Canadian Ex-Diplomat on Trial for Espionage Behind Closed Doors in China

BEIJING (Reuters) -
Police officers stand guard at an entrance of Beijing No. 2 Intermediate People’s Court where Michael Kovrig, a Canadian detained by China in December 2018 on suspicion of espionage, is expected to stand trial, in Beijing, Monday. (Reuters/Carlos Garcia Rawlins)

The trial of Michael Kovrig, who has been held in China for more than two years on espionage charges, began in a closed Beijing courtroom on Monday, days after the United States raised concerns over his case at tense talks with China in Alaska.

China arrested Kovrig, a former diplomat, and fellow Canadian Michael Spavor in December 2018, soon after Canadian police detained Meng Wanzhou, the chief financial officer of Chinese tech company Huawei Technologies, on a U.S. warrant.

Beijing insists the detentions are not linked to the detention of Meng, who remains under house arrest in Vancouver as she fights extradition to the United States.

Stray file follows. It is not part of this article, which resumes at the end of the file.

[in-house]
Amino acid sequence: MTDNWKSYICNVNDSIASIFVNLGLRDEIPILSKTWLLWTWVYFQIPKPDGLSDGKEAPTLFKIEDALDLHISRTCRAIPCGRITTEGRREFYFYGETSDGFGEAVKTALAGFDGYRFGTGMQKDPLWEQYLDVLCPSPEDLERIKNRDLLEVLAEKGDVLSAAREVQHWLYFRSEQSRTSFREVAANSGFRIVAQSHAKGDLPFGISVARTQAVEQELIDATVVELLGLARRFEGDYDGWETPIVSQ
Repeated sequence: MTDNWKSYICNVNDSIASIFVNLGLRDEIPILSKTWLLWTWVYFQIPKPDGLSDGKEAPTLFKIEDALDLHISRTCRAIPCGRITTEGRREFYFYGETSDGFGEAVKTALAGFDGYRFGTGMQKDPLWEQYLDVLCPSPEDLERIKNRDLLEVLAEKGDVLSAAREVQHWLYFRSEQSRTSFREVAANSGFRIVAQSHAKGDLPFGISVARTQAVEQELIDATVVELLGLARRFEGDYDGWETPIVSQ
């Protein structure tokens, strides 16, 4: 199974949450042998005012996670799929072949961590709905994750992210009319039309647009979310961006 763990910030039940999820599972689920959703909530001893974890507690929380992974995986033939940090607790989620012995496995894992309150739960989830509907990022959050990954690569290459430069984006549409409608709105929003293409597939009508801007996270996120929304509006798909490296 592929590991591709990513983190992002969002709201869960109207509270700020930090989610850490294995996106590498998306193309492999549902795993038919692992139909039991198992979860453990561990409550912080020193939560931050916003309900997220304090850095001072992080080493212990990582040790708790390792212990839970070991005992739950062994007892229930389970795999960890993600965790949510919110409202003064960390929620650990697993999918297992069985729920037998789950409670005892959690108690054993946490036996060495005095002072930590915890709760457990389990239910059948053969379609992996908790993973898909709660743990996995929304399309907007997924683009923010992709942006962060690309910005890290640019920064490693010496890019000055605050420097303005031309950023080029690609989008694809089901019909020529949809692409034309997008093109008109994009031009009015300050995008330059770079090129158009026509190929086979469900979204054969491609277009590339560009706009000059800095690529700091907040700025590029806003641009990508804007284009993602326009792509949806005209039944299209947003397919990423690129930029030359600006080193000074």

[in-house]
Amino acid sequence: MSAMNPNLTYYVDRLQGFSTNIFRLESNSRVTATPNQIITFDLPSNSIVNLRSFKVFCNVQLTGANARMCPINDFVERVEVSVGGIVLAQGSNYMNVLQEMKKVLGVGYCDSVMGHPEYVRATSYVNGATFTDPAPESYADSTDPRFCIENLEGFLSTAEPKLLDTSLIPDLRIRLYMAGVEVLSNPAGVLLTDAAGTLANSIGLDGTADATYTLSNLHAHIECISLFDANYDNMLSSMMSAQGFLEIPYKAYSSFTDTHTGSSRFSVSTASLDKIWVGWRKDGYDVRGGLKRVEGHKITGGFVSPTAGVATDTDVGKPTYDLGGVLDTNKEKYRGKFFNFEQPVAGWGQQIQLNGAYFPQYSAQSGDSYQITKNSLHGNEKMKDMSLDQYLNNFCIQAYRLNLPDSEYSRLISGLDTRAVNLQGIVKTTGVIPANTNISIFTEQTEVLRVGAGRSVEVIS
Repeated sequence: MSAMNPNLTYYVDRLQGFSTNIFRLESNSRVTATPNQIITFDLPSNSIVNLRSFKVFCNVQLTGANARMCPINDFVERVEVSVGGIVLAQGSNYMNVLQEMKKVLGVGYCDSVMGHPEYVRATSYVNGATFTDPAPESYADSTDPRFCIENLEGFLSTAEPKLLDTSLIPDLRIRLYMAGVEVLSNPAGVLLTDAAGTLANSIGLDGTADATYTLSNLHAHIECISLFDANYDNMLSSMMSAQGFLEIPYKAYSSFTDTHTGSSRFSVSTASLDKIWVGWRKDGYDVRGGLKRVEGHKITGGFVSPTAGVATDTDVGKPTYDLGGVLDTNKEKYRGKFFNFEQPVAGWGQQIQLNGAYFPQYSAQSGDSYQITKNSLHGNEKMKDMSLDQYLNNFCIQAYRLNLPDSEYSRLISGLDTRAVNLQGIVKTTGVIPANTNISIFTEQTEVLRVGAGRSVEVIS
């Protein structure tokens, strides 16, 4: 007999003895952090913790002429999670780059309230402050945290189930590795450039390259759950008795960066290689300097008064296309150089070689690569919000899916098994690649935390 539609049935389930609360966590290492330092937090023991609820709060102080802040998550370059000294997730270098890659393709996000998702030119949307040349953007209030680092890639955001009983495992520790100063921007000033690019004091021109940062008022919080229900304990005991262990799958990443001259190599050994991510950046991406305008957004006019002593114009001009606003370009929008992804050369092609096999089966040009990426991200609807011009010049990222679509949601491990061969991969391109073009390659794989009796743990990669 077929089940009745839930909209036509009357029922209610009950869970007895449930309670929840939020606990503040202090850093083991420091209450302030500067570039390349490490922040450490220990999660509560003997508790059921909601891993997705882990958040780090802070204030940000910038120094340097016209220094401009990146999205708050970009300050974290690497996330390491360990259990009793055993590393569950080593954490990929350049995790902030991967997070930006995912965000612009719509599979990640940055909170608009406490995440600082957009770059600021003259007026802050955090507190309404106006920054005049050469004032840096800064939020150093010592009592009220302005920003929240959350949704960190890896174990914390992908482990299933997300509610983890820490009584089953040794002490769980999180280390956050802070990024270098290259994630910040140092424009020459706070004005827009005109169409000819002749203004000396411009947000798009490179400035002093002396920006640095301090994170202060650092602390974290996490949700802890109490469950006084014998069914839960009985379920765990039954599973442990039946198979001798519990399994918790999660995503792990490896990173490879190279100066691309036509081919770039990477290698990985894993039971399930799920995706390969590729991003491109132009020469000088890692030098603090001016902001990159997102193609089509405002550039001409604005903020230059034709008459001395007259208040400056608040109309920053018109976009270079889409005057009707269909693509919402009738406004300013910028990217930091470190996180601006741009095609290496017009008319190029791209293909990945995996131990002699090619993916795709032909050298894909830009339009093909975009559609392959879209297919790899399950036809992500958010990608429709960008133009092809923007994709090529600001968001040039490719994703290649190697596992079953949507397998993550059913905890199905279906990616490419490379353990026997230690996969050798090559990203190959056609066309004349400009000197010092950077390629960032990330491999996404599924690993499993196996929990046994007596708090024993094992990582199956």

“We’ve requested access to Michael Kovrig’s hearing repeatedly but that access is being denied” over national security reasons, Jim Nickel, charge d’affaires of the Canadian Embassy in China, told reporters outside the Beijing court after the trial began. “Now we see that the court process itself is not transparent. We’re very troubled by this.”

In a show of solidarity, 28 diplomats from 26 countries, including the United States, United Kingdom, Germany, Australia, Netherlands and Czech Republic, turned up outside the Beijing No. 2 Intermediate Court on Monday, which was marked by a heavy police presence.

More than 50 countries signed a declaration in February to condemn the arbitrary detention of foreign citizens for political purposes.

Spavor’s trial took place as the United States and China held rancorous high-level talks in Alaska. The United States raised the issue during the talks, a senior Biden administration official said, including its concerns that diplomats were barred from the courtroom in Spavor’s trial.